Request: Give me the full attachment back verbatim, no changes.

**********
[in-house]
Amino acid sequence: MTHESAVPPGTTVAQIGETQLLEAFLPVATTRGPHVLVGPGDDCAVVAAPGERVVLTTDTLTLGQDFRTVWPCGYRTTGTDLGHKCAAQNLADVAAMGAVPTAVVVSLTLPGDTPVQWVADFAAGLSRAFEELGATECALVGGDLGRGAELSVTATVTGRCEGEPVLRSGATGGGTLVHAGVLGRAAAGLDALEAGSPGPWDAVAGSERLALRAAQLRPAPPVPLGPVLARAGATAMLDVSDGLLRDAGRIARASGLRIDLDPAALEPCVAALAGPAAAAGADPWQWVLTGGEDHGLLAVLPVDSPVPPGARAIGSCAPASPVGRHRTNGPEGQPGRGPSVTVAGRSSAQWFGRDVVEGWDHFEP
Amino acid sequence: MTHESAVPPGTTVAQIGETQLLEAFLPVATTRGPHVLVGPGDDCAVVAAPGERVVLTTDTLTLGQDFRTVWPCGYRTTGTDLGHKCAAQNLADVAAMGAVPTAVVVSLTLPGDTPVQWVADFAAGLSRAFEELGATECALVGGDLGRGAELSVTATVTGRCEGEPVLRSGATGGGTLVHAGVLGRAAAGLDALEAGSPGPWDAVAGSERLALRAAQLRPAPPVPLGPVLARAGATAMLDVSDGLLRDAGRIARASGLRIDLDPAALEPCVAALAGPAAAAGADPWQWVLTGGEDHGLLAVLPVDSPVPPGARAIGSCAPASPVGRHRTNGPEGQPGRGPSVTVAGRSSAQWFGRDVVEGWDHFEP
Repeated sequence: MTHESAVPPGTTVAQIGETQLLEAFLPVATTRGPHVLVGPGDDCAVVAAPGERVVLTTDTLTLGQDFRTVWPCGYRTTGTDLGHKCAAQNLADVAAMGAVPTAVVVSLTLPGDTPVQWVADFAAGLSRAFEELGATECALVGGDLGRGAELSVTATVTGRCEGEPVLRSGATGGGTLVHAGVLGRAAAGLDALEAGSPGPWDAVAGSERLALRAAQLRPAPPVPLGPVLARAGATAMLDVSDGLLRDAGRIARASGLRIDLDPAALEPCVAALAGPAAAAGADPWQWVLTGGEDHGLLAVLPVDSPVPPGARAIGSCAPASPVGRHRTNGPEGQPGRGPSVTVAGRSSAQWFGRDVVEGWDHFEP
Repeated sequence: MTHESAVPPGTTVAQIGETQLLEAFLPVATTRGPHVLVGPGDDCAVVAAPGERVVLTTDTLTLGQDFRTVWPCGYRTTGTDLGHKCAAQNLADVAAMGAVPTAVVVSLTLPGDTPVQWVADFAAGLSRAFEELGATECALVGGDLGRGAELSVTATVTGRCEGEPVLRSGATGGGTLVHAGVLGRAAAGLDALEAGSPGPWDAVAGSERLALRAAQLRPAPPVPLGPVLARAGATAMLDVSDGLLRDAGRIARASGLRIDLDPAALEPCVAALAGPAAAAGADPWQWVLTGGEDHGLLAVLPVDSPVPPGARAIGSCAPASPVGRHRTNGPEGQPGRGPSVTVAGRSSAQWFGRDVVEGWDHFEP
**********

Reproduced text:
[in-house]
Amino acid sequence: MTHESAVPPGTTVAQIGETQLLEAFLPVATTRGPHVLVGPGDDCAVVAAPGERVVLTTDTLTLGQDFRTVWPCGYRTTGTDLGHKCAAQNLADVAAMGAVPTAVVVSLTLPGDTPVQWVADFAAGLSRAFEELGATECALVGGDLGRGAELSVTATVTGRCEGEPVLRSGATGGGTLVHAGVLGRAAAGLDALEAGSPGPWDAVAGSERLALRAAQLRPAPPVPLGPVLARAGATAMLDVSDGLLRDAGRIARASGLRIDLDPAALEPCVAALAGPAAAAGADPWQWVLTGGEDHGLLAVLPVDSPVPPGARAIGSCAPASPVGRHRTNGPEGQPGRGPSVTVAGRSSAQWFGRDVVEGWDHFEP
Amino acid sequence: MTHESAVPPGTTVAQIGETQLLEAFLPVATTRGPHVLVGPGDDCAVVAAPGERVVLTTDTLTLGQDFRTVWPCGYRTTGTDLGHKCAAQNLADVAAMGAVPTAVVVSLTLPGDTPVQWVADFAAGLSRAFEELGATECALVGGDLGRGAELSVTATVTGRCEGEPVLRSGATGGGTLVHAGVLGRAAAGLDALEAGSPGPWDAVAGSERLALRAAQLRPAPPVPLGPVLARAGATAMLDVSDGLLRDAGRIARASGLRIDLDPAALEPCVAALAGPAAAAGADPWQWVLTGGEDHGLLAVLPVDSPVPPGARAIGSCAPASPVGRHRTNGPEGQPGRGPSVTVAGRSSAQWFGRDVVEGWDHFEP
Repeated sequence: MTHESAVPPGTTVAQIGETQLLEAFLPVATTRGPHVLVGPGDDCAVVAAPGERVVLTTDTLTLGQDFRTVWPCGYRTTGTDLGHKCAAQNLADVAAMGAVPTAVVVSLTLPGDTPVQWVADFAAGLSRAFEELGATECALVGGDLGRGAELSVTATVTGRCEGEPVLRSGATGGGTLVHAGVLGRAAAGLDALEAGSPGPWDAVAGSERLALRAAQLRPAPPVPLGPVLARAGATAMLDVSDGLLRDAGRIARASGLRIDLDPAALEPCVAALAGPAAAAGADPWQWVLTGGEDHGLLAVLPVDSPVPPGARAIGSCAPASPVGRHRTNGPEGQPGRGPSVTVAGRSSAQWFGRDVVEGWDHFEP
Repeated sequence: MTHESAVPPGTTVAQIGETQLLEAFLPVATTRGPHVLVGPGDDCAVVAAPGERVVLTTDTLTLGQDFRTVWPCGYRTTGTDLGHKCAAQNLADVAAMGAVPTAVVVSLTLPGDTPVQWVADFAAGLSRAFEELGATECALVGGDLGRGAELSVTATVTGRCEGEPVLRSGATGGGTLVHAGVLGRAAAGLDALEAGSPGPWDAVAGSERLALRAAQLRPAPPVPLGPVLARAGATAMLDVSDGLLRDAGRIARASGLRIDLDPAALEPCVAALAGPAAAAGADPWQWVLTGGEDHGLLAVLPVDSPVPPGARAIGSCAPASPVGRHRTNGPEGQPGRGPSVTVAGRSSAQWFGRDVVEGWDHFEP